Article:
At the beginning of 2019, two sisters opened an artisan vegan cheese shop in central London, under the clever name La Fauxmagerie.
The large sign in front of the shop (which opened in Brixton market, and later moved to much larger premises off Brick Lane) describes La Fauxmagerie as a ‘plant-based cheesemonger’.
The independent business had been open for mere days before the complaints started, with national dairy giant Dairy UK releasing an official statement threatening the small shop.
‘Consumers are being misled’
“Dairy UK has a duty to ensure the nutritional and health benefits of real dairy are recognized by and communicated to consumers,” the statement said.
“It concerns us that consumers are being misled with the use of dairy terms like cheese by the plant-based sector. It is fundamental to protect the consumer from product descriptions which are misleading. In the first instance, we will be contacting La Fauxmagerie to make them aware of the current EU ruling on the protection of dairy terms.
“Like milk, cheese has a host of nutritional benefits and is a source of a number of important nutrients including calcium, protein, vitamin A, phosphorus, and vitamin B12.”
La Fauxmagerie is not the only independent vegan business to come under fire for how it labels its products. Earlier this month, entrepreneur Miyoko Schinner – founder of US-based brand Miyoko’s, which produces plant-based butter and cheese – revealed her own experiences.
Schinner received a letter from the State of California, which said that she must no longer use the term ‘butter’ to describe her product. In addition, it said ‘images of animal agriculture from the website must be removed such as the picture of the woman hugging a cow [the cow is a rescue living at an animal sanctuary]’.
The letter continued: “The product makes the claims ‘Lactose-free’, ‘Hormone-free’, and ‘Cruelty-free’. Because it is not a dairy product, it cannot assert these claims.”
Dairy is not the only product under the labeling microscope. Both in Europe and the US, producers of meat products have complained – and in some cases undertaken legal action – over labeling practices.
Makers of plant-based meat and clean meat have faced accusations that they are confusing or misleading consumers by calling their products meat – despite either not being of animal origin, or being the product of animal slaughter.
The meat lobby says it wants to protect consumers from being misled – but the Good Food Institute (GFI) says this ‘label censorship’ is harmful to consumers.
“Confronted with the success of plant-based meats and milks and the looming competitive threat of cell-based meat, the conventional meat and dairy industries have turned to the government to help protect their market share,” the GFI states.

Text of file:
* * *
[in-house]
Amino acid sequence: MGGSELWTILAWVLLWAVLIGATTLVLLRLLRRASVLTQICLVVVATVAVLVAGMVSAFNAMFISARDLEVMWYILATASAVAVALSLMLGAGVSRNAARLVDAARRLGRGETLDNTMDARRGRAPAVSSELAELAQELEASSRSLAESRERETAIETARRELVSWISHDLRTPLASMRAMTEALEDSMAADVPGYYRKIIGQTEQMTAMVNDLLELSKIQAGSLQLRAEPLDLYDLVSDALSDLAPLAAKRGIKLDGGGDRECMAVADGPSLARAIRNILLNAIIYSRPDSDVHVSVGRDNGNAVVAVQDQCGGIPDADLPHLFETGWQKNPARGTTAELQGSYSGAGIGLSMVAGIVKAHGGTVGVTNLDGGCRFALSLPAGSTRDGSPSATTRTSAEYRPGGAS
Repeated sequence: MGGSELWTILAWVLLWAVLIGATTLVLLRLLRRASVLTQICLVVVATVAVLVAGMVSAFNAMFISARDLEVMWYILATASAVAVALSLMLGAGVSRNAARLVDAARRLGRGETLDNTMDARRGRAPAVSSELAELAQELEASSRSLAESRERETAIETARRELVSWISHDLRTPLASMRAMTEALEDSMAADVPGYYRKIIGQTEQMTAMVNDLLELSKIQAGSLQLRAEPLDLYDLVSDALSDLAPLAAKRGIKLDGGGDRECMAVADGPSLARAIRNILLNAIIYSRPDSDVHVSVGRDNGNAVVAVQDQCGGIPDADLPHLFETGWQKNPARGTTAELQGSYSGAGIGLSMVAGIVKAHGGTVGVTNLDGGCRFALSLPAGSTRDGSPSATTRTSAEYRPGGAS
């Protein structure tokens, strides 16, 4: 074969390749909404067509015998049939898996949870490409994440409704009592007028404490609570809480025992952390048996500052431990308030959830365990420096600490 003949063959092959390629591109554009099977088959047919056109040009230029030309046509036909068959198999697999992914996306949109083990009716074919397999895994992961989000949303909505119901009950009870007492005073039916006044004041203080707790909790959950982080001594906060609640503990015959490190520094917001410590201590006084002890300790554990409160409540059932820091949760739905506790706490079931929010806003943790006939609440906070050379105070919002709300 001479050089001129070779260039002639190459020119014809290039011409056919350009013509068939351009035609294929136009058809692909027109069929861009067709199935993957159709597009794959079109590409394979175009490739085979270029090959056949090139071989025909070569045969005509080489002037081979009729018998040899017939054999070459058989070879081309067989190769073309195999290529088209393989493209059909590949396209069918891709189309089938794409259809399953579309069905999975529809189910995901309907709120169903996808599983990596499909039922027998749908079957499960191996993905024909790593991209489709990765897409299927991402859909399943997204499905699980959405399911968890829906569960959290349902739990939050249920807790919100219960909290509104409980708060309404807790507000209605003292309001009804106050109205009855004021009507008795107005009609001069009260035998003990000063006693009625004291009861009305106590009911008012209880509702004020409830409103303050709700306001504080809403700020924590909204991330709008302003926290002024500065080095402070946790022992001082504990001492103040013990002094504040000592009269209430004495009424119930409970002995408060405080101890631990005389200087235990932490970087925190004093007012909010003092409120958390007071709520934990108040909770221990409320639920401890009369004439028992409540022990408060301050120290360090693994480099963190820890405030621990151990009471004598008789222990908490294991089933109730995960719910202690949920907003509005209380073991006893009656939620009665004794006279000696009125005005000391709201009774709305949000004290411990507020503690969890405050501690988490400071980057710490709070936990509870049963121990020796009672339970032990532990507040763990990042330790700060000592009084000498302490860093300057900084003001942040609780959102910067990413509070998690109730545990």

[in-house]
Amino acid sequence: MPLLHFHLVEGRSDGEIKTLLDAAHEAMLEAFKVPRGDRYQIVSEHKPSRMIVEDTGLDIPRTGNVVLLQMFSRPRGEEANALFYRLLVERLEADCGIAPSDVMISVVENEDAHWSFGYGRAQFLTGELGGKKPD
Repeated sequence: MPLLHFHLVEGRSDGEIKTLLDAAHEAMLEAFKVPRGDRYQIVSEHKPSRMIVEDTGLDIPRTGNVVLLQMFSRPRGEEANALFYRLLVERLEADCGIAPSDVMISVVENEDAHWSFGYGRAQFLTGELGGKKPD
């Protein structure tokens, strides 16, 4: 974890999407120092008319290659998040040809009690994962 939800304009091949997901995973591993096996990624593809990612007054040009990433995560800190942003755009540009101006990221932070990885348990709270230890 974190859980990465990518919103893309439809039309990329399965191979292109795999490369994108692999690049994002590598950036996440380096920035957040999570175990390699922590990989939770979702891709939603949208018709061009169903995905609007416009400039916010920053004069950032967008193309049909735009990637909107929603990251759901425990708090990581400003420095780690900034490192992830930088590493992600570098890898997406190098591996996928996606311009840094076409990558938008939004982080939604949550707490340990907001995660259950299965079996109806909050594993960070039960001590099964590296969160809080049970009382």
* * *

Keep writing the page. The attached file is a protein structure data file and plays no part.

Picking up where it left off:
“Seeking to protect their favored industries, legislators in states across the country have introduced bills to censor the use of meat and dairy terms on the labels of plant-based foods and cell-based meat products. But consumers, not the government, should decide which products succeed in the marketplace.”
When it comes to these consumers – and claims they are confused – the available information shows that shoppers do, on the whole, understand the difference between plant-based and dairy products.
According to 2018 research by the International Food Information Council (IFFC), fewer than 10 percent of US consumers believe that plant-based milks contain any dairy products.
The study shows that a further 75 percent know the vegan products do not contain cow’s milk, and the remaining respondents are not sure. The IFCC says these results show ‘a low level of consumer confusion over nomenclature and basic differences between the two’.
‘A food revolution’
While many on the plant-based side of the argument are angered by producers trying to stifle the use of food-based labels, for Schinner, the letter signified a positive move forward: “FINALLY! The State recognizes that animal agriculture is CRUEL! I don’t think they even realized what they implicated,” she wrote on social media.
“We are in the midst of a food revolution (another thing they said we can’t say – ‘revolutionizing dairy with plants’) and I already know the outcome, along with the millions of forward-thinking vegans in the world.”
This article is sponsored by Vegannection, a virtual vegan pre-paid card which can only be used in 100 percent vegan establishments. It gives users two percent back every time they use it to make a payment, and makes donations to vegan causes.
Vegannection aims to boost the plant-based economy by giving users perks in return for supporting plant-based businesses.